Monday, September 13, 2010

Beartooths and Chico, MT.


The first week of September included visits from three people I met this spring at the Elks Lodge in Petaluma, Ca where I parked my motorhome while doing all the things I normally do while I am in town.

Don Peterson was a friend of friends. We had been in email contact for a while as I searched for classes in computer photo editing in the Tucson area. A fellow photographer, we went out on a couple of shoots while we were both there. We did the same here in Yellowstone. He went on one of my photo tours and then we spent some time exploring the park and area with cameras in hand. The photo above of the pika and the photos below of the waterfall, mining equipment and the 10, 947 foot summit were taken on our trip to the Beartooth Hwy northeast of the park.
Pika are a tiny member of the rabbit family. They live in rock piles in high elevations where the temperatures are cold. They are one of the species being studied as bellwhethers of climate change.
Linda and Howard Stilley went on my photo tour out of Old Faithful. It was a morning with great lighting and Linda got some great shots and learned some new techniques with her camera. Good chance I will see all three again this Fall as we all have reasons to be back in that area for a bit.

Don atop Beartooth Pass

After my years working in Bodie, I am intrigued with old mining equipment and mining towns. This battery box, fly wheel and cam shaft sit in front of an old log cabin in Cooke City, MT. The dogs next door seemed formidable, barking and snarly when we stopped the car. But despite the barred teeth, they never left their unfenced yard and eventually got used to us photographing next door. The waterfall was along the way.

Treating myself

The next weekend was a retreat for myself. It started off with the simple idea of a soak and Chico Hot Springs, north of the park. And the thought of a soak brought on the idea of a massage.
I could have stopped at that, but I have heard for several years that the dining room there is one of the finest places to eat in Montana. The only reason I haven't eaten there before is that I have not wanted to make the long trip home to Lake area of Yellowstone in the dark. I know the roads well, but bison and elk on the road at night are a serious consideration.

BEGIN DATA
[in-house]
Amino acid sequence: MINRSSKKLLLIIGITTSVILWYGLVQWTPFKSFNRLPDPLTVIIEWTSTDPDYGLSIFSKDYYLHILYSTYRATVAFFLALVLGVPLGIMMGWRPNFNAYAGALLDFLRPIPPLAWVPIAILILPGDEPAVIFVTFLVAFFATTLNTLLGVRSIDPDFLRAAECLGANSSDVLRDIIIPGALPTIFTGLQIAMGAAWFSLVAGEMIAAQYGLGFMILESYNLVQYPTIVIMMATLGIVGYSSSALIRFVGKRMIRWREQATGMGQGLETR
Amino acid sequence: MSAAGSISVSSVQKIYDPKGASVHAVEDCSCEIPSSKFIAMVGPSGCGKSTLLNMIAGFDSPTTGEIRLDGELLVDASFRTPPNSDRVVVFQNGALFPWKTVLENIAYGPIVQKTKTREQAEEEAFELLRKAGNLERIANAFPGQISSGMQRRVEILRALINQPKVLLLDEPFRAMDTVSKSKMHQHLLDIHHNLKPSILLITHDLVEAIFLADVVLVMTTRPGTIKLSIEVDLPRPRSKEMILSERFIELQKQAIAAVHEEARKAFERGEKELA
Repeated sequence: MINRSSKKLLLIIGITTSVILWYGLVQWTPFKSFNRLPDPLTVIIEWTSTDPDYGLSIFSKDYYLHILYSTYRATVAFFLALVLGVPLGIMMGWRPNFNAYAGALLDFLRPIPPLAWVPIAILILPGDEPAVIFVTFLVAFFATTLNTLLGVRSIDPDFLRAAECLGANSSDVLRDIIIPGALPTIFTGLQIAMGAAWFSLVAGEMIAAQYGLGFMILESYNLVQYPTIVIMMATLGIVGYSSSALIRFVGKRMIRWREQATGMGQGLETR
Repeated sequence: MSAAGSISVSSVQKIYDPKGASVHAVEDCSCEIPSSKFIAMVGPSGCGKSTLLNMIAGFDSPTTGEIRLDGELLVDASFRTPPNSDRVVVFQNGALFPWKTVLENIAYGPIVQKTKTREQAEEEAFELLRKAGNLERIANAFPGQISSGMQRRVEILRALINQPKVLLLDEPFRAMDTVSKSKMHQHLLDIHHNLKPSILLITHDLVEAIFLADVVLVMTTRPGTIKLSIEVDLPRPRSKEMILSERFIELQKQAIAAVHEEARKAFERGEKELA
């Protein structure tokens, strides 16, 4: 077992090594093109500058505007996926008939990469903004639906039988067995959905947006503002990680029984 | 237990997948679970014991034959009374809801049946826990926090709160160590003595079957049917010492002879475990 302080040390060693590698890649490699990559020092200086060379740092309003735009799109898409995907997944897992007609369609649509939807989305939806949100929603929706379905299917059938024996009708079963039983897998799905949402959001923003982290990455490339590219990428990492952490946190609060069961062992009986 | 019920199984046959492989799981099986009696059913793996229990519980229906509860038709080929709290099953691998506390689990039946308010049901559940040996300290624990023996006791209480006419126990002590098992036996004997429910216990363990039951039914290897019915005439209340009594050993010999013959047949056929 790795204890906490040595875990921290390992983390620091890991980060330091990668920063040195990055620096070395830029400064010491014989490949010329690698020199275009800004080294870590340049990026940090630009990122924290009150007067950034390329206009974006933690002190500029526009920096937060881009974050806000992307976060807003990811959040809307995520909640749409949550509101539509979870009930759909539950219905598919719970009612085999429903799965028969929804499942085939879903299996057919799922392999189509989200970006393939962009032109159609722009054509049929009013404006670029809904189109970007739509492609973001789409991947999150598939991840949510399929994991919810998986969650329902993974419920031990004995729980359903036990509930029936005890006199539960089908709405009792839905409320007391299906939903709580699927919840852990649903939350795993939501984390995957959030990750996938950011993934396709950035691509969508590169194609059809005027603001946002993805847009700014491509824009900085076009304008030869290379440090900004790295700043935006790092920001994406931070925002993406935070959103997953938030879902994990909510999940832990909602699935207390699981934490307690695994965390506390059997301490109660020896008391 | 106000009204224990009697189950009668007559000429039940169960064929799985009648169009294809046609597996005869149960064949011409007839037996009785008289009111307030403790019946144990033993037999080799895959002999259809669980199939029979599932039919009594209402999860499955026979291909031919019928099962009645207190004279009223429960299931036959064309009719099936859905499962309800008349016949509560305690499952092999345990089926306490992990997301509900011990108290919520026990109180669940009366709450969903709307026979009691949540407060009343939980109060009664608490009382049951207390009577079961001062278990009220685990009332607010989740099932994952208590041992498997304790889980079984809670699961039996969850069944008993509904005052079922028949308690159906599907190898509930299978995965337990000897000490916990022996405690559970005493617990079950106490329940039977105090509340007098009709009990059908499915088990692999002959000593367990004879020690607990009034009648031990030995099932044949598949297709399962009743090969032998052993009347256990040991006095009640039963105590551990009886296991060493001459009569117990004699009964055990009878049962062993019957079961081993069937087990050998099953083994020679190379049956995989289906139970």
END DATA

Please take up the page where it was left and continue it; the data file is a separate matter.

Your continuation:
No rooms were available at Chico. Part of the facility dates back to early in the last century with nice rooms and baths down the hall. It was in my price range. Then there are newer additions at higher prices. But with nothing available, I asked if they had other recommendations in the area.
What sependipity. I ended up in the Homestead Cabin. Set up for 4 people, it seemed like a bit much for me alone. But once I met Sarah, the owner, and walked inside, I knew I had found the perfect place for a little retreat, for a break before the last weeks of work in the park.
Sarah is one of those unconventional, bold, active, independent women who I admire. She has done a magnificent job of restoring the cabin and adding all kinds of small touches which make it a perfect place to unwind.
I took a walk through the remains of Old Chico. This is an old mining community. The sky was still stormy after snow and rain the night before, so the lighting was great. And I knew Fall was here because that is when the Rabbit Brush, my nemisis is in bloom. But you have to have one non-perfect thing to keep all the rest of the experience in perspective.
After a dinner in the Chico Hot Springs dining room which fully lived up to all my expectations I headed to the cabin a mile and a half away.
I sunk into the feather bed in the loft, thinking I would watch the stars out the window. By nightfall it was totally clear, there were no lights to interfer, the sky was perfect. But I only lasted minutes. I didn't know another thing until daylight the next day, when I climbed down the ladder and fixed a cup of tea in the kitchen.

Above is Chico Hot Springs. I've soaked there several times. This time I added dinner and a massage the next day.

Interior scenes of the Homestead Cabin. I slept in the loft above. The ladder to it shows in the left of the photo on the right.

scenes around the cabin (hinge) and around the community.

Love old equipment. If this were current discards I'd probably think of it as trash. Somehow when it is rusted and tells the story of an earlier era, I like it.

1 comment:

Don Peterson said...

Thanks for the photo tours and good company and for making my first visit to Yellowstone a special event.

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